Our class was recently invited to share how we are developing student voice, learning design & assessment, success criteria and feedback that moves learners forward as part of the annotating process. We were a little hesitant to share our learning because it is very much an evolving process, but we accepted the challenge to move out of our comfort zone. Below is the rough cut of what will become part of a film used by the professional practice team from our Department of Education. Well done to James, Aaliyah and Sophia for being brave enough to describe how they developed rubrics and use their Journey Journals to reflect on their learning. Thanks to Julie, Cathie and Jarrod for making the recording process easy for us.
We have been encouraging students to build their literacy “Learning Stories” – a reflection of learning we are calling Journey Journals. Entries are made most days, and help students build a better understanding of their habits, strengths, challenges and achievements. These are not compulsory, graded, or even shared unless students wish to. We use five learning lenses (credit to Monte Syrie) to frame our progress: learning targets; growth; proficiency; world; and self and the sentence stems below to prompt reflection.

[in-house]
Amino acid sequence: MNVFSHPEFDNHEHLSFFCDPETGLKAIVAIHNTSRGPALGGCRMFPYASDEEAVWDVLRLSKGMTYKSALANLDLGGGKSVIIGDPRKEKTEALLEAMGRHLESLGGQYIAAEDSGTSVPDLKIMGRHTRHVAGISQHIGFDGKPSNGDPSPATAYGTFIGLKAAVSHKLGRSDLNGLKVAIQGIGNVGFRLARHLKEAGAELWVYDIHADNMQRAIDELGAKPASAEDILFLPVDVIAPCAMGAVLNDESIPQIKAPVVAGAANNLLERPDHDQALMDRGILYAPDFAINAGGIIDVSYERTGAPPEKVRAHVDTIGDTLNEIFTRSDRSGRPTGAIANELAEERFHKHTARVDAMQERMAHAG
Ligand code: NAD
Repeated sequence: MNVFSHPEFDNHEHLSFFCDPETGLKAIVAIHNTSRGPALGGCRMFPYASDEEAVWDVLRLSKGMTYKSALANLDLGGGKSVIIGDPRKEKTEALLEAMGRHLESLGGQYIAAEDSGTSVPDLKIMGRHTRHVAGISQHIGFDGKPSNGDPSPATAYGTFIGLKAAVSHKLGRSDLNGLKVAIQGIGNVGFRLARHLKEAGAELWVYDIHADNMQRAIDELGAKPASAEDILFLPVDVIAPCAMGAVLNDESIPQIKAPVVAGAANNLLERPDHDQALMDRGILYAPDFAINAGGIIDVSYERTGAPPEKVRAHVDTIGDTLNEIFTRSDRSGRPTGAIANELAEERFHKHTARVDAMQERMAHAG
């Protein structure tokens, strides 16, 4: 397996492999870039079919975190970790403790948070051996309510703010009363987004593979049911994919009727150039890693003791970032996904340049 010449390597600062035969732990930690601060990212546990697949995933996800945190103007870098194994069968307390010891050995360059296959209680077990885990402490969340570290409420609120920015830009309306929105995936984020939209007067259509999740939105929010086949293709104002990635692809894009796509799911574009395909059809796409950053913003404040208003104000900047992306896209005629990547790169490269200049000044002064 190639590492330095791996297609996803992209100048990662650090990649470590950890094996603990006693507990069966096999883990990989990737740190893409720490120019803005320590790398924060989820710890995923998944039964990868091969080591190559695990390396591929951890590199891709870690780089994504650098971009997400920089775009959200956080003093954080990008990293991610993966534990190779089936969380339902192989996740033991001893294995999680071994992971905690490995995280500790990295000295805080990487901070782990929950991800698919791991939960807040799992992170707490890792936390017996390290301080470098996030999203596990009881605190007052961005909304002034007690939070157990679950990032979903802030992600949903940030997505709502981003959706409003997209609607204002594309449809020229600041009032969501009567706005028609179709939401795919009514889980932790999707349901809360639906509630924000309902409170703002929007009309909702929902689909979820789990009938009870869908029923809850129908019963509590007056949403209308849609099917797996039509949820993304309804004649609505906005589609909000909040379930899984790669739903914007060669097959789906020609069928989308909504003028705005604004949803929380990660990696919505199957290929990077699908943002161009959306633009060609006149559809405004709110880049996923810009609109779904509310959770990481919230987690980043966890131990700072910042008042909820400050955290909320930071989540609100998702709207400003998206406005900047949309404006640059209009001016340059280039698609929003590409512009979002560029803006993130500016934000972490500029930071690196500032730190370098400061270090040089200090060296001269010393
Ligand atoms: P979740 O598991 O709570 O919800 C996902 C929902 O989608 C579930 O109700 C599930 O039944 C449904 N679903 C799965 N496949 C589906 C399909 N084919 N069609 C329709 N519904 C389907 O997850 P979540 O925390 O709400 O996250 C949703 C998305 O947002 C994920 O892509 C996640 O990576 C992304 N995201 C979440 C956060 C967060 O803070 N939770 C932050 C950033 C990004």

Earlier in the year a student, Heath wrote about creating a skilled reader rubric with pre-service teachers:
In class we have been making rubrics for our learning. I think our most important one so far has been “Being a skilled reader for an audience”. We made this rubric after we picked a picture fiction book we thought younger students would enjoy. We read it with pre-service teachers and they recorded us. After that they picked us off one by one to ask us what we did well and didn’t do well on the rubric.
We made the rubric using a really quick LAUNCH Cycle to create some questions on the sheet to say if our reading skills were advanced or had areas of concern. Some of the goals are “able to read story fluently to enhance the enjoyment for listeners” and another one “Correct use of commas, full stops and brackets (punctuation). Can also emphasise key words. So now we can practice well because we know now what we need to improve on so we can become a skilled reader.